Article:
While it’s definitely an improvement on ‘Love The Way You Lie,’ it still makes me uneasy. Sure, there’s a come-down, but from the opening monologue which states “And when it’s over and it’s gone, you almost wish that you could have all that bad stuff back so you could have the good,” there’s a feeling that she doesn’t really want to let go, she just has to.

It’s all portrayed in such a way that while it’s good, it’s all very lovely, even if everything is a bit grey so we all know we’re in a ‘hopeless place’, but while it’s bad, it’s still sort of feels like it’s exciting, or at the very least, not entirely undesirable. But mostly, I have a problem with Rihanna depicting herself as an object, or a possession. She is not his, and that sort of mindset is a characteristic of victims of abuse. It’s not a thing to glamorise, or to just allow. Even if the violence isn’t as obvious or as vicious as it was in ‘Love The Way You Lie,’ it’s still not acceptable, and neither is just going along with someone being so possessive. Younger girls tend to think possessiveness is kind of sweet because it means he likes them so much or whatever, but it’s not. That’s not how relationships are supposed to work.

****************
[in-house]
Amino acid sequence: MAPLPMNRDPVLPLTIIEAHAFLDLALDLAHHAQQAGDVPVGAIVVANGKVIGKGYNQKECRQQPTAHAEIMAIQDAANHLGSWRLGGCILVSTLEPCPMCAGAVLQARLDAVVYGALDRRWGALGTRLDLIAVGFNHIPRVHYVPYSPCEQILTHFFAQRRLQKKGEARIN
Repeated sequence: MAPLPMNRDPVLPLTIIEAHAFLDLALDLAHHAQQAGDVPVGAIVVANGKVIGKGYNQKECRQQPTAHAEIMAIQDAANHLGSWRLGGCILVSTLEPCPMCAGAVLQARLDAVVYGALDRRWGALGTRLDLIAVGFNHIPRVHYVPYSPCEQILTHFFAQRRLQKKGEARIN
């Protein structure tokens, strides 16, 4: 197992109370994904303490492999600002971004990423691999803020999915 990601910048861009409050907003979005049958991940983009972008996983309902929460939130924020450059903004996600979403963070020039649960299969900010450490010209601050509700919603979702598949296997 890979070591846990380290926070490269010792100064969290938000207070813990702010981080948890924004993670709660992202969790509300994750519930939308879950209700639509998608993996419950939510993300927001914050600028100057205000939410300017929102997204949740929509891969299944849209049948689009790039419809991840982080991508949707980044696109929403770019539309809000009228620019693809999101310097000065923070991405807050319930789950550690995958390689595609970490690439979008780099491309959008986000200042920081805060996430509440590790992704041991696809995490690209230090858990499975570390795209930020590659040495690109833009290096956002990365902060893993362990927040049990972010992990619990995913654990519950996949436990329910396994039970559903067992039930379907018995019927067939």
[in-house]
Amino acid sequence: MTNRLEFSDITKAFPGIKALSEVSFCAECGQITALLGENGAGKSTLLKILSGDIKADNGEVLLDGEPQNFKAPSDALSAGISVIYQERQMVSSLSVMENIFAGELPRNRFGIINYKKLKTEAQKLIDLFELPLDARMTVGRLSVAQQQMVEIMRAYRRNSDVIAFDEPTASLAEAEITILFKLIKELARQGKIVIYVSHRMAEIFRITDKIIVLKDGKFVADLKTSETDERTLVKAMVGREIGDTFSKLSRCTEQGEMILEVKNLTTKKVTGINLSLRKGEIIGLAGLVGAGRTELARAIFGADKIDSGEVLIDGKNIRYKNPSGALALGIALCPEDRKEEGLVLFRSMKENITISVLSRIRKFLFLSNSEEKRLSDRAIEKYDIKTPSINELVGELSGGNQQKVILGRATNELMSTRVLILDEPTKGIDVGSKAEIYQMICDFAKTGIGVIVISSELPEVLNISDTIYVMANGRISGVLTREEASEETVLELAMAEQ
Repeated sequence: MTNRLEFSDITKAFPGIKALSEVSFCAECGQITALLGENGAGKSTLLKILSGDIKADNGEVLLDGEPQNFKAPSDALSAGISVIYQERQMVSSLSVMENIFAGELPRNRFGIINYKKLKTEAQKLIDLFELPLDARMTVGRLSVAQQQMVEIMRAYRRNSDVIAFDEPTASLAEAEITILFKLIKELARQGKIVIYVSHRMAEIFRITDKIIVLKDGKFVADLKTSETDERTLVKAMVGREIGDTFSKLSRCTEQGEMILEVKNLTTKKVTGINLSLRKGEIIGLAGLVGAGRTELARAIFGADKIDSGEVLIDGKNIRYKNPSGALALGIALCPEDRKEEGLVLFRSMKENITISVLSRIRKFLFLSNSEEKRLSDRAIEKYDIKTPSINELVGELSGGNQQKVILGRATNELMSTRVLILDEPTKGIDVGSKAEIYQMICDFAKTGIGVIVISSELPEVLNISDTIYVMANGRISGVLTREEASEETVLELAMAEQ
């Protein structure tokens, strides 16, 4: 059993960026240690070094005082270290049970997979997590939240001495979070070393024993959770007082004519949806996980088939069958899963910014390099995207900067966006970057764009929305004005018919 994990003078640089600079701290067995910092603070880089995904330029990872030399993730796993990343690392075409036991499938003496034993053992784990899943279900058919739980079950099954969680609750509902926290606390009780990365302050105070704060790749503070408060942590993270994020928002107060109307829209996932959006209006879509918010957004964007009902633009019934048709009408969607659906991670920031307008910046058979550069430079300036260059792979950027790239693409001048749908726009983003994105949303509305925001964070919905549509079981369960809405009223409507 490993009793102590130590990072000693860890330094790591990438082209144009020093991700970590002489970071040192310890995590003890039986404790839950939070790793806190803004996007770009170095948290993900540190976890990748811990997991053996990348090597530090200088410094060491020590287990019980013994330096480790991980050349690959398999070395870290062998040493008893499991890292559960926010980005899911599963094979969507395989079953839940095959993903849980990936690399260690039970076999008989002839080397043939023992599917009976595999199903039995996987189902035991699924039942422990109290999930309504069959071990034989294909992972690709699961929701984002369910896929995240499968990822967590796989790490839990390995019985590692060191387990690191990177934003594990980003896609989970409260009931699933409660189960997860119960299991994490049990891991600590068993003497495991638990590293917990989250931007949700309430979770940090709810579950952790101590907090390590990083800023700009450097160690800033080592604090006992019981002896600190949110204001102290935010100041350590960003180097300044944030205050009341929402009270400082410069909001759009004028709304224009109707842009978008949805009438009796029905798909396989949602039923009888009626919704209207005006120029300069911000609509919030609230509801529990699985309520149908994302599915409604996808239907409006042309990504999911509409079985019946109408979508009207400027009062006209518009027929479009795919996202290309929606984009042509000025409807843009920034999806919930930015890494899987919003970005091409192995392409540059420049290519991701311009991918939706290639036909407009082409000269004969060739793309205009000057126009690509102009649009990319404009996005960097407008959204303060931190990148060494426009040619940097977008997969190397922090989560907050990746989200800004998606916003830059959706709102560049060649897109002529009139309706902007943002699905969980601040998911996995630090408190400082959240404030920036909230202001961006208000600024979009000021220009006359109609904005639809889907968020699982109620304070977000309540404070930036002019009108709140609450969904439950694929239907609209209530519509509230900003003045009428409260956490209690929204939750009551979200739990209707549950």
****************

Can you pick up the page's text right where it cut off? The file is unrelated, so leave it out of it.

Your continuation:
Rihanna has said she doesn’t want to be considered a role model for children, and that the parents are responsible, but it’s not really a case of choice. When you’re in a position such as Rihanna’s, whether you like it or not, you become a role model for young girls and they’ll look up to you whether you say you’re not the perfect example of how to live life or not. That isn’t to say that all her videos have to be completely PG, or all about meeting Prince Charming or whatever ludicrous fairytale bullshit they’re selling now, but it wouldn’t be too difficult to be mindful of the end message she’s sending out, because they will accept it and they will emulate it, and while glamourising violence, drugs and sex may just be a way to sell records for Rihanna, her younger fans will simply decide it’s cool.

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One thought on “On Rihanna